Talking Physics

Rutherford scattering

This topic contains 2 replies, has 3 voices, and was last updated by  Alessio Bernardelli 2 years, 7 months ago.

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  • #46065
    Profile photo of Andrew Normand

    I have been reading an email thread on the PTNC on Rutherford scattering.

    Rutherford scattering is an area I like teaching and feel I have some good story and history to tell of the changing model of the structure of the atom.

    The great quote of Rutherford’s being
    “the result was as surprising as firing a shell at a paper tissue and having it bounce back.”

    I like to discus with students how the structure of the atom leads to the concept that most of matter is empty space (quantum vacuum fluctuations being ignored). I usually raise this idea when teaching scale of the atom, Rutherford scattering and electrostatic repulsion.

    The good Mrs. Cotton came towards me the other day talking about how Neil deGrasse Tyson was talking about this and I was pleased to see a participant in the email thread mention that they find it incredible that so many textbooks mention the nature of the atom (being mostly empty space) as though it were just another piece of useless trivia, when it should be used to open up a conversation on, well, just about everything really. I agree with this and most students do enjoy pondering this idea. The priceless quote from Rutherford was this.

    The morning after physicist Ernest Rutherford discovered that atoms were mostly empty space, he was afraid to get out of bed for fear he’d fall through the floorboards.

    I just thought I must compare the distances between the stars in galaxies involved in galactic mergers and discus with students similarities and differences.

    Another participant was asking about citations of Hans Geiger and Ernest Marsden being at the Somme. A great book with some interesting references to this era is Frank Closes “The Particle Explosion” This was what I found.

    Rutherford 1

    Rutherford 2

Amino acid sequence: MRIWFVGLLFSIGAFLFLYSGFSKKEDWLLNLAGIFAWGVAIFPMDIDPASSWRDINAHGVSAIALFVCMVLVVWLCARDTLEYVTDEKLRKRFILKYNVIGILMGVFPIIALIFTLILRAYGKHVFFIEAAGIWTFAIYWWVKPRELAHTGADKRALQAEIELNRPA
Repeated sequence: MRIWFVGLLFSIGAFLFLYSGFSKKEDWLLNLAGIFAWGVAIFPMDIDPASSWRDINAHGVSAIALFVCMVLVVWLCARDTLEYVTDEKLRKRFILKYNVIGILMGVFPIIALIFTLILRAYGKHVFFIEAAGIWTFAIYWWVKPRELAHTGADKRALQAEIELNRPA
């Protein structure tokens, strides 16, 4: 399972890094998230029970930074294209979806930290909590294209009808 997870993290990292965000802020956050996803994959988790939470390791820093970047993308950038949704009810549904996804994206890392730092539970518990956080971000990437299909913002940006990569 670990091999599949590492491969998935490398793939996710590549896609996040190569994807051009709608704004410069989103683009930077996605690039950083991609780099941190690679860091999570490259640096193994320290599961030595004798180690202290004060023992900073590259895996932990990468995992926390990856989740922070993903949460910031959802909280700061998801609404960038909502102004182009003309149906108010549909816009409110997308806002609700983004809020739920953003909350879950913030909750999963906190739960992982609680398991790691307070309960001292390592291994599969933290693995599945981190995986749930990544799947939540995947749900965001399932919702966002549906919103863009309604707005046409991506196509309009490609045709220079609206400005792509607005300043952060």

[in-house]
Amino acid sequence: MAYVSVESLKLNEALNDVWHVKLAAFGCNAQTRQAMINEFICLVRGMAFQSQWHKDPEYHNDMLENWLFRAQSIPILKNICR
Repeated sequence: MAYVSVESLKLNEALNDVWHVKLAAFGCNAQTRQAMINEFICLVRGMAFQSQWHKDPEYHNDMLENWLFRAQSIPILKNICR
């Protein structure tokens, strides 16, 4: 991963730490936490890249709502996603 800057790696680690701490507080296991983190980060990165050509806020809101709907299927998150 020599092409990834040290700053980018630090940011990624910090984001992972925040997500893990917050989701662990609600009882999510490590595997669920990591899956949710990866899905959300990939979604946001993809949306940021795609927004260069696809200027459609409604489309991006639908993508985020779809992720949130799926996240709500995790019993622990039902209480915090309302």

There are interesting stories to tell of how the physicists were used by their countries in both wars. I also learnt in The Particle Explosion that Rutherford had missed an important meeting, a very serious thing to do.

    submarine

     

  • #46067
    Profile photo of Andrew Normand

    I watched a great lecture about this which had two demos only one of which I have so far been able to use.

     

    They had a small ball hanging down in the lecture hall and the speaker asked the audience to imagine the lecture hall were an atom, the small ball represented the size of the nucleus. Then he goes on to say no not that small ball, that one is just there to show you were the other one is and there above it was a minute ball barely visible. We now have plastic balls hanging down in most of o7ur labs so that our teachers can demo the same, only given the small size of our labs they point out it isn’t the plastic ball but the o.5mm nylon line supporting it that is to scale.

    The other demo was a source aimed at gold leaf with a back scatter detector that rang a bell when it detected something. Periodically throughout the lecture the bell could be heard.

    I’d love to recreate this but not sure we have the kit for it. I was thinking about using the MX-10 detector as the screen could be projected up and perhaps students could try and spot an alpha splodge. You really could do with a much bigger detector though.

     

  • #46093
    Profile photo of Andrew Normand

    Thanks for these extracts Dave. Really interesting read and I agree that it is a fascinating story and that more should be made of the history of scientific discoveries in the curriculum.

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